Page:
Severe thunderstorms are expected across parts of northeastern Colorado, central/southwestern Nebraska, and northwestern Kansas. The main threats include large to very large hail, severe gusts (some 75 mph or greater), and a few tornadoes.

Locations:

  • Enhanced Risk Area: Northeastern Colorado, central/southwestern Nebraska, northwestern Kansas

Threats:

  • Large to Very Large Hail: Especially with sustained supercells.
  • Severe Wind Gusts: Some 75 mph or greater, more common once cells evolve into clusters.
  • Tornadoes: A few possible, particularly with sustained supercells.

Timing:

  • Storm Initiation: Late afternoon
  • Peak Intensity: Late afternoon into the evening

Meteorological Discussion:

Synoptic Setup:

  • A mid/upper-level trough over the western CONUS will shift eastward, with an associated strong shortwave trough moving from the interior Northwest to Wyoming/Utah.
  • A southern-stream trough will move northeastward, reaching the central High Plains by 12Z tomorrow.
  • A broad fetch of diffluent flow aloft will extend over the Great Plains, with westerlies over Oklahoma and southwesterlies from Colorado to the Upper Midwest.

Surface Analysis:

  • The 11Z surface map shows a low in the Siouxland region with a quasistationary front southwestward to another low over southwestern Kansas.
  • Cumulogenesis is expected along the western boundary today, over eastern Colorado, with additional lows forming along a dryline over the northern Texas/western Oklahoma Panhandles.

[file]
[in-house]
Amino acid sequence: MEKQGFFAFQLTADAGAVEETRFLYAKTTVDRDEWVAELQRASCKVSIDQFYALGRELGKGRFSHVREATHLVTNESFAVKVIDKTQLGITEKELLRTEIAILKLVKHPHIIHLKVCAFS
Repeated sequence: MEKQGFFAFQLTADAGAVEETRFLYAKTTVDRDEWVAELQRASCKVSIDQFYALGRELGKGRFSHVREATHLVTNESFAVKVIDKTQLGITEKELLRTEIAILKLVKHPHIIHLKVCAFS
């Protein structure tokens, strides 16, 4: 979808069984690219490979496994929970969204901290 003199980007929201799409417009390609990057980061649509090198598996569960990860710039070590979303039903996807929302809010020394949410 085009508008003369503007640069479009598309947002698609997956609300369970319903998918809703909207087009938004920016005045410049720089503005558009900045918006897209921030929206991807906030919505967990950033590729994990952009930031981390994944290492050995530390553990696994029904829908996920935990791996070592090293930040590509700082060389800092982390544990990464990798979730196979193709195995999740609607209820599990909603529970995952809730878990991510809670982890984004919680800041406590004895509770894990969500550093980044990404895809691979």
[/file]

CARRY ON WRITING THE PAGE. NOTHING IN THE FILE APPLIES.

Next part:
• A warm front from the Siouxland low across southeastern Iowa will move northeastward over northern Illinois today.

Storm Development Regions:

  • Thunderstorm development is expected by late afternoon, initially over higher terrain and in post-frontal convergence/upslope-lift zones near the Palmer Divide and/or Cheyenne Ridge.
  • Some of this activity should move east-northeastward over northeastern Colorado and adjoining portions of Nebraska, with both supercells and upscale-aggregating storm clusters expected.
  • Multiple rounds of convection may cross the region in and near the “Enhanced” area through this evening.

Storm Modes and Evolution:

  • Supercells capable of producing large to very large hail and a few tornadoes are possible.
  • Severe gusts may occur from supercell downdrafts and become more common as cells evolve into clusters.
  • Some significant (65+ kt) gusts are possible.
  • Activity should move/grow into a corridor of favorable instability across and south of the front in Nebraska, with more convection developing near the front tonight.
  • Isolated development is also possible near the dryline over eastern Colorado/western Kansas.

Key Factors:

  • Large-Scale Ascent and Low-Level Lift: Both will increase across the outlook area throughout the afternoon and evening.
  • Boundary Layer Destabilization: Preferentially more at higher altitudes diurnally, with increasing CAPE eastward across Colorado to southwestern Nebraska/northwestern Kansas.
  • Moisture and Airmass Recovery: Process will continue for most of the day, peaking later in the day/evening.
  • Hodographs: Long hodographs will support the hail threat with MLCAPE values commonly around 2000 J/kg and 40-50 kt effective-shear magnitudes.
  • Nocturnal Boundary-Layer Stabilization: Delayed airmass recovery makes probabilities more conditional into eastern Nebraska, Iowa, and southern Minnesota.